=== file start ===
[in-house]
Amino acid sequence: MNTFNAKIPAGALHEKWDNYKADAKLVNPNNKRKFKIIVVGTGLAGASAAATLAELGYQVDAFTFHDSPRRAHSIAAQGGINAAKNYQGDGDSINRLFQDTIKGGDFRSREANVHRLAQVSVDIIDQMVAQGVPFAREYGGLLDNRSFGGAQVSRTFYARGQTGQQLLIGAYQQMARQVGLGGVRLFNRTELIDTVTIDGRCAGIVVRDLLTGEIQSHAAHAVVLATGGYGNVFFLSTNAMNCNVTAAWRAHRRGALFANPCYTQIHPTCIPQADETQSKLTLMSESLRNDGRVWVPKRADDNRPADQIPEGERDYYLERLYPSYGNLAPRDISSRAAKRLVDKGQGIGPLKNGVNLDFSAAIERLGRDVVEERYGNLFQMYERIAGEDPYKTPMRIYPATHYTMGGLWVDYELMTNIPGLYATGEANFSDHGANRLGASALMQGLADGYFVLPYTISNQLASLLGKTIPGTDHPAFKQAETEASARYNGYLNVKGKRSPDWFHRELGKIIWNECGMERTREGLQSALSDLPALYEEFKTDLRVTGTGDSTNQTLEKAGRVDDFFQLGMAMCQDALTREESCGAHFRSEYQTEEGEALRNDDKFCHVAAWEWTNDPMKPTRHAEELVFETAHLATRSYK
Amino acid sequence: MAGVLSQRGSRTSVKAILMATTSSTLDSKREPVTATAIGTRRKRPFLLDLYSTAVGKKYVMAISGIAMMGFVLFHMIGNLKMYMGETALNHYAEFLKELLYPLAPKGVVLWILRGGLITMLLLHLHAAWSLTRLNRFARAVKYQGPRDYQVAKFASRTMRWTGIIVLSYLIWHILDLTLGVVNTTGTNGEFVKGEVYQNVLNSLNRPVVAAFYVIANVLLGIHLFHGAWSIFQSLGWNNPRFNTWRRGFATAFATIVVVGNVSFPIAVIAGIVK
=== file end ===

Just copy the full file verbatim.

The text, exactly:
[in-house]
Amino acid sequence: MNTFNAKIPAGALHEKWDNYKADAKLVNPNNKRKFKIIVVGTGLAGASAAATLAELGYQVDAFTFHDSPRRAHSIAAQGGINAAKNYQGDGDSINRLFQDTIKGGDFRSREANVHRLAQVSVDIIDQMVAQGVPFAREYGGLLDNRSFGGAQVSRTFYARGQTGQQLLIGAYQQMARQVGLGGVRLFNRTELIDTVTIDGRCAGIVVRDLLTGEIQSHAAHAVVLATGGYGNVFFLSTNAMNCNVTAAWRAHRRGALFANPCYTQIHPTCIPQADETQSKLTLMSESLRNDGRVWVPKRADDNRPADQIPEGERDYYLERLYPSYGNLAPRDISSRAAKRLVDKGQGIGPLKNGVNLDFSAAIERLGRDVVEERYGNLFQMYERIAGEDPYKTPMRIYPATHYTMGGLWVDYELMTNIPGLYATGEANFSDHGANRLGASALMQGLADGYFVLPYTISNQLASLLGKTIPGTDHPAFKQAETEASARYNGYLNVKGKRSPDWFHRELGKIIWNECGMERTREGLQSALSDLPALYEEFKTDLRVTGTGDSTNQTLEKAGRVDDFFQLGMAMCQDALTREESCGAHFRSEYQTEEGEALRNDDKFCHVAAWEWTNDPMKPTRHAEELVFETAHLATRSYK
Amino acid sequence: MAGVLSQRGSRTSVKAILMATTSSTLDSKREPVTATAIGTRRKRPFLLDLYSTAVGKKYVMAISGIAMMGFVLFHMIGNLKMYMGETALNHYAEFLKELLYPLAPKGVVLWILRGGLITMLLLHLHAAWSLTRLNRFARAVKYQGPRDYQVAKFASRTMRWTGIIVLSYLIWHILDLTLGVVNTTGTNGEFVKGEVYQNVLNSLNRPVVAAFYVIANVLLGIHLFHGAWSIFQSLGWNNPRFNTWRRGFATAFATIVVVGNVSFPIAVIAGIVK